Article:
Part 3 of this report
Aurora, CO – When I last left you in this series, Antonio “Kapone” Williams and his wife Lynn, a homeless couple, were squatting in an old and abandoned 75 cent coin operated car wash located at East Colfax Ave. and Joliet St. in North Aurora, Colorado.
Additionally, a homeless man named Jeff was panhandling with his 2 year old daughter “Summer” (her name changed) outside of a South West Aurora McDonald’s restaurant at S. Havana St. and E. Florida Ave. Kapone and Lynn had been living in the old car wash for about a month. Jeff, had his daughter Summer for the weekend, his wife in the Denver County Jail for and old criminal offense. Jeff was 25 dollars short for a motel room for the night with his child.
Kapone and Lynn were living in the old car wash. Jeff was panhandling with his daughter Summer in tow.
A couple of evenings later I rolled up on a serious street shooting incident near Mississippi and Havana in South Aurora. The shooting had occurred just east of that intersection in the middle of East Mississippi Ave. It’s 6:12 PM. I’m snapping still pics of the shooting scene. Numerous Aurora cops swirl around a sedan with a rear window that has obviously been blasted out by gunfire. An ambulance has just left the scene with one victim. I’m clicking the shutter on my DSLR camera when I glance to my right and who do I see? Jeff. The homeless panhandler from the other evening, and yes, his daughter Summer is still in tow in her stroller. On this occasion Summer is wide awake. Jeff still has a half-gallon of milk on the top of her stroller and Summer, this time eyes wide open, is sucking on her milk bottle. “Jeff” I say! Remember me? Shane, from outside of the McDonald’s the other night.” Jeff looks at me. “Sure” he says. I remember you!” “Did you and Summer make it to a motel that night?” I ask. “Yep, I sure did.” Answers Jeff. “I’m looking to get into another one tonight. Right now I’m only $15 bucks short.”
I survey the crime scene. Lots of cops. Lots of rubberneckers. There’s always plenty of interest in a broad-daylight shooting. I ask Jeff what brings him and his daughter to this violent crime scene. He tells me he had been in the King Soopers grocery story parking lot across Havana when he heard “Pop! Pop! Pop! Pop!” “It sounded just like the shootout at the OK Corral” says Jeff. “Six or eight shots!” He goes on to say “I ran across Havana with Summer to see what had happened. Another dude told me paramedics were doing CPR on a guy and blood was squirting out of him! Man, this is crazy!” I ask Jeff if he feels safe wandering the streets with his daughter when things like this shooting can go down with no notice. “Well,” he answers, “Of course it doesn’t make me feel very safe, especially with Summer with me. What can I say? It’s all part of life on the streets.”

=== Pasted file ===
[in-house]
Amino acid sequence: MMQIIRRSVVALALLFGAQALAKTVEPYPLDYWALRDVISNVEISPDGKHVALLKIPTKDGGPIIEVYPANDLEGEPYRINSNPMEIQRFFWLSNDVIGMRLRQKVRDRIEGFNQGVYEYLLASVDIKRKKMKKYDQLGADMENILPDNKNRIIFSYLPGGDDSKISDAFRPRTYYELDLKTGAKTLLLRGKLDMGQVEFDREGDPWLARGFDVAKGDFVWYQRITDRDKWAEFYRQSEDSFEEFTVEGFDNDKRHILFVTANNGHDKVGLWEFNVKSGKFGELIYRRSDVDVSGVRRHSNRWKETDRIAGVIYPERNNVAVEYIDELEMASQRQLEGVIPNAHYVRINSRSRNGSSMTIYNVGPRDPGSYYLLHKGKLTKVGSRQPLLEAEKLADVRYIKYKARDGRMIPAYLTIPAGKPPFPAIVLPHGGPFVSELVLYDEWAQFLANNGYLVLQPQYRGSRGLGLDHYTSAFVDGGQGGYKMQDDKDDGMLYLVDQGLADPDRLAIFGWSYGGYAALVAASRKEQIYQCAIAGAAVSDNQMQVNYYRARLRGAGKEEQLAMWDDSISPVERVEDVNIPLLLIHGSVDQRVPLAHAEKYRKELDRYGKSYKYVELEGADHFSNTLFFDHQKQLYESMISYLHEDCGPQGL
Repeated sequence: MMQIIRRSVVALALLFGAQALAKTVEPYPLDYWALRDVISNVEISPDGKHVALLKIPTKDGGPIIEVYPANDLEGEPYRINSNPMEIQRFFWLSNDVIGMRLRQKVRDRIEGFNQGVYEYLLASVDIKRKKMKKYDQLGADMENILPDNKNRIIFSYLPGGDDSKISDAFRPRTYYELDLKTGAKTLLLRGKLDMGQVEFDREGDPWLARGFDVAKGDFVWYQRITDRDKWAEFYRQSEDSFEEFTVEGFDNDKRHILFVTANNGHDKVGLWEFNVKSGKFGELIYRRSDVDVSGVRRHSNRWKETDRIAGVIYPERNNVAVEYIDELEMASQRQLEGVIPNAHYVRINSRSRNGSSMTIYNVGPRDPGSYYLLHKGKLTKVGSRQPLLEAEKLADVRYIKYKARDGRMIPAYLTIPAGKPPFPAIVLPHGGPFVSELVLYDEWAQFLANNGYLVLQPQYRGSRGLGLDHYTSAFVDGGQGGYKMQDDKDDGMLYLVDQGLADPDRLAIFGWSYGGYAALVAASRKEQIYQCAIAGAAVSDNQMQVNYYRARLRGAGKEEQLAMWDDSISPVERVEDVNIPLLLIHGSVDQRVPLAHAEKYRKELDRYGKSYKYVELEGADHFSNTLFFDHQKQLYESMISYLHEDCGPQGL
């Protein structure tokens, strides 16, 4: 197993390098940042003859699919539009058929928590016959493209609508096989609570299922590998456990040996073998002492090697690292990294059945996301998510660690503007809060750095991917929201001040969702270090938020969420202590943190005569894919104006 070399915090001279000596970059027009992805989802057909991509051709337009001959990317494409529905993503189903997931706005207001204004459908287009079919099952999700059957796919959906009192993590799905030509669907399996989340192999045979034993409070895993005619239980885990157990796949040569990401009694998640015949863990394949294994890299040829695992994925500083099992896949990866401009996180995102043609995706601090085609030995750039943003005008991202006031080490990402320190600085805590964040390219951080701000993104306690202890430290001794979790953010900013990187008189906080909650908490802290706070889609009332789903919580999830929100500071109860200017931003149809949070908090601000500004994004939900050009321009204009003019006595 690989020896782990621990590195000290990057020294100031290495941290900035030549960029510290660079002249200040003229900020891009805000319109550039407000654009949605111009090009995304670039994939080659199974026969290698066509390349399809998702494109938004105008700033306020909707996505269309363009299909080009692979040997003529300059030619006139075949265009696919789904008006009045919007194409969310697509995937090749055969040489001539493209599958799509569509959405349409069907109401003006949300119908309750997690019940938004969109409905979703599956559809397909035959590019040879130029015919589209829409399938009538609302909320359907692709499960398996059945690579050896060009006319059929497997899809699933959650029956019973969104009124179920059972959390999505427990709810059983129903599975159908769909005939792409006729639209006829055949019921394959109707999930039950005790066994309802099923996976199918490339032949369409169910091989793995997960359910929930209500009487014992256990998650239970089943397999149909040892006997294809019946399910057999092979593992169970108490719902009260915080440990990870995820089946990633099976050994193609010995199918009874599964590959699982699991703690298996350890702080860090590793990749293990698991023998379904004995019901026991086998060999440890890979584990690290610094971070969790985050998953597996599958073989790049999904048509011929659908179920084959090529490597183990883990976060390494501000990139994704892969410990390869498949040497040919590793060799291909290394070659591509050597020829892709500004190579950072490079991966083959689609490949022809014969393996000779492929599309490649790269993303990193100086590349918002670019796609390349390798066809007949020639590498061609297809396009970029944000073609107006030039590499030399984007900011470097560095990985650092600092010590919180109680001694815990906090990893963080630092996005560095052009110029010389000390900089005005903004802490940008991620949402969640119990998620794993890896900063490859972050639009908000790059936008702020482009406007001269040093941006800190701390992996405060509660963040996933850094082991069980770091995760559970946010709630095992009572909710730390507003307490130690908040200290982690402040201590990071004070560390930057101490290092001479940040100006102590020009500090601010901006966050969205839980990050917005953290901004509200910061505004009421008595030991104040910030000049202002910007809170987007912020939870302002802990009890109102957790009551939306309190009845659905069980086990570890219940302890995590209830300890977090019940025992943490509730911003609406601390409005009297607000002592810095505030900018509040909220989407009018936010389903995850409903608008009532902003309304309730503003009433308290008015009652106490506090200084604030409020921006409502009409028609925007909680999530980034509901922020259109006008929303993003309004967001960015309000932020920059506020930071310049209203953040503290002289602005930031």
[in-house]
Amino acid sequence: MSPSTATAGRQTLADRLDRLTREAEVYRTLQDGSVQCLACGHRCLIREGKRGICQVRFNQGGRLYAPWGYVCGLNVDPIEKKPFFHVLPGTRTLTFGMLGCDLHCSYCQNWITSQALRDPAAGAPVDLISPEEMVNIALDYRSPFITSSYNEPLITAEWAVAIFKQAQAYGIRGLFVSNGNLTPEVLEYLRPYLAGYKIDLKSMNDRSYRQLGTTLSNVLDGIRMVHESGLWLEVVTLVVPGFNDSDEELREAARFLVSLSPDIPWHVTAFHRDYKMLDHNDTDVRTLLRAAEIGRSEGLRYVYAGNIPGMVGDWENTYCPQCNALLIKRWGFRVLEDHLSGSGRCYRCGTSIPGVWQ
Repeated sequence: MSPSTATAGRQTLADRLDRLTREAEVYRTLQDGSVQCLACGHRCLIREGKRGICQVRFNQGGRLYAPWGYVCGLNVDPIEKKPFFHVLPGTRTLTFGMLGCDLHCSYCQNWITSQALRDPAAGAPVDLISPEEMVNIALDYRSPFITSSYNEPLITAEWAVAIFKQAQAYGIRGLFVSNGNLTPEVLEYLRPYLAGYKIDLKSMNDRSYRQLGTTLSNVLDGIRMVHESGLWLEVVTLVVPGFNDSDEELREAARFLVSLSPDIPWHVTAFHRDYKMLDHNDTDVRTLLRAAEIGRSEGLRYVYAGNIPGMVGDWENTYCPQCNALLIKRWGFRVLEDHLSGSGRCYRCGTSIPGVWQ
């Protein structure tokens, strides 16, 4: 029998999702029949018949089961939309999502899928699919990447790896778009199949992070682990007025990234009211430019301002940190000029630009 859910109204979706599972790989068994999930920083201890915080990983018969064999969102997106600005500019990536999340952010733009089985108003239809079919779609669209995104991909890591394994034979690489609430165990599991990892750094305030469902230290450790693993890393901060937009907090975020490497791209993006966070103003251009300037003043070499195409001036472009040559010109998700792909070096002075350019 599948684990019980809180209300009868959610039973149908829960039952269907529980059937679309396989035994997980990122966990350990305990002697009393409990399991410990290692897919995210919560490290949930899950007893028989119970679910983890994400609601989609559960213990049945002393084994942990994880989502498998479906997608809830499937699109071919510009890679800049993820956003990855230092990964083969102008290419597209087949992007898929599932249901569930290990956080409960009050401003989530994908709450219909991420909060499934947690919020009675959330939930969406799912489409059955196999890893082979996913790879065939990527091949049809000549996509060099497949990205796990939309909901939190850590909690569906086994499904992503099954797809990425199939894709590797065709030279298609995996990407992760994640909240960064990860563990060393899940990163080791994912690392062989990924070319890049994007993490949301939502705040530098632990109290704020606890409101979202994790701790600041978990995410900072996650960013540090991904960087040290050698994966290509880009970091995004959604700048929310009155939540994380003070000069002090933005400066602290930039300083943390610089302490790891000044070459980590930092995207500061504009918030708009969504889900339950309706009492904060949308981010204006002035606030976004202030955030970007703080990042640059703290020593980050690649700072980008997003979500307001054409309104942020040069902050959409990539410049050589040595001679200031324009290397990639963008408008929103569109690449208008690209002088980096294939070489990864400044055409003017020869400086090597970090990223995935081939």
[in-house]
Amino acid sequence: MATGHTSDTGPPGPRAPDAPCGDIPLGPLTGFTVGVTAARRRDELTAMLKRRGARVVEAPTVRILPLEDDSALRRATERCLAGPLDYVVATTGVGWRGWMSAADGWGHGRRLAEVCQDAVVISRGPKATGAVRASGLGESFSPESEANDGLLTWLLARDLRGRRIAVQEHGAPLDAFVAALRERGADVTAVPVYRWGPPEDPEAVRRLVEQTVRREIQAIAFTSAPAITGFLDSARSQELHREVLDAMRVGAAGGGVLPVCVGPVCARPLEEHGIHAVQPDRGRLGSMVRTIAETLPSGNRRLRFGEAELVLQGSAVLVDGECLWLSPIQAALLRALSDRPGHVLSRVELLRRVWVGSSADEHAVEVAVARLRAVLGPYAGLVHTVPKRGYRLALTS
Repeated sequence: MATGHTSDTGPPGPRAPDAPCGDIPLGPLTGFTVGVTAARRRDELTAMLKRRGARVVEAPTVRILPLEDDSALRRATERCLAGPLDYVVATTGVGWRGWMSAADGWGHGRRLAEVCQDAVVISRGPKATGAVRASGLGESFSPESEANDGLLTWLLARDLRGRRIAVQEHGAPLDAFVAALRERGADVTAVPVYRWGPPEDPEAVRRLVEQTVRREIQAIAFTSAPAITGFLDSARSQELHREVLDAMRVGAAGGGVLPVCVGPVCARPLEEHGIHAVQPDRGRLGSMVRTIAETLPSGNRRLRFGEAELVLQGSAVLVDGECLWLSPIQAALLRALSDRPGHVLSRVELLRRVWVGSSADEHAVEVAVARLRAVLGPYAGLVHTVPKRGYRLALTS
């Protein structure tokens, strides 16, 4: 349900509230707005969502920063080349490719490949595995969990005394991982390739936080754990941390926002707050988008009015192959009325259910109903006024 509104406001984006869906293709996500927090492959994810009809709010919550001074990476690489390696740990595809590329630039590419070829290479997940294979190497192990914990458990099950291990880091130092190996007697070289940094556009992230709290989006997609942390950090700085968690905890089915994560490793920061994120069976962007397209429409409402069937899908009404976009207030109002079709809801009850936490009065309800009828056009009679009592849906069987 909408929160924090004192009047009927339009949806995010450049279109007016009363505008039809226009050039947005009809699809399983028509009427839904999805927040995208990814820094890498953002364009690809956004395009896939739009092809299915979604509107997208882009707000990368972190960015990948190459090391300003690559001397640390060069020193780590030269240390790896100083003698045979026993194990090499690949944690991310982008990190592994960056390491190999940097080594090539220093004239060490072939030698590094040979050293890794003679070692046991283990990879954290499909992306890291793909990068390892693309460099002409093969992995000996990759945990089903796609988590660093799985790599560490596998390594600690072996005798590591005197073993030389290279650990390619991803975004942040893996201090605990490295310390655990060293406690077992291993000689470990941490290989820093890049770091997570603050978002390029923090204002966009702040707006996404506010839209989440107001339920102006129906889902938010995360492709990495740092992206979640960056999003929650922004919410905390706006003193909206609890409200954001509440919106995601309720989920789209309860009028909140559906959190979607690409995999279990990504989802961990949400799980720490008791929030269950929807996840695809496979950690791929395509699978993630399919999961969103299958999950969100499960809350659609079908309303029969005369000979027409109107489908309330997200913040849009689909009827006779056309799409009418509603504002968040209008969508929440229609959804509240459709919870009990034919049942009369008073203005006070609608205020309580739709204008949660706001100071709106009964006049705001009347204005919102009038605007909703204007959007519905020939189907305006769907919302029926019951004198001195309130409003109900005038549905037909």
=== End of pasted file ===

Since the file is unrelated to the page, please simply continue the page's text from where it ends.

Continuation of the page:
‘Paramedics were doing CPR on a guy and blood was squirting out of him! Man this is Crazy!’
I give his statement thought as I snap a few more pics of the scene. Cops map out the crime scene. Yellow evidence markers litter the pavement. A woman sits in obvious shock in a car behind the sedan with the shot-out window. In the daylight Jeff looks a bit rougher than he had under the restaurant lights the other night. I look at little Summer. She stares in the direction of the busy shooting scene, completely oblivious to the scene and its inherent violence. I watch Jeff wander off from the scene. He pushes Summer’s stroller towards the East and slips into the crowd of civilian gawkers.
Once again, (as I had the other evening) I find myself wondering if the father and daughter will find suitable shelter for the night. Will Jeff (with Summer at his side) find himself near or in the middle of any other violent crimes in the neighborhood? I really can’t say. I wish Jeff and Summer the best in my mind. I pack my camera bag and saddle up to head 10 minutes North. Time to check back in on Kapone and Lynn in their old car wash “home”.
When I get up on Colfax I turn right on Jamaica Street. As I round the corner to the abandoned car wash, I notice that the West bay where Kapone and Lynn have been living is empty. I turn right behind the adjacent old tire store, and there to the right of a green dumpster I see Kapone, Lynn and all of their possessions against a white cinder block wall. I get out of my truck and strike up a conversation with the couple. They tell me that Aurora Zoning came down hard on the car wash owners and that the owners told the couple to be out of the car wash lock-stock-and barrel by the following morning.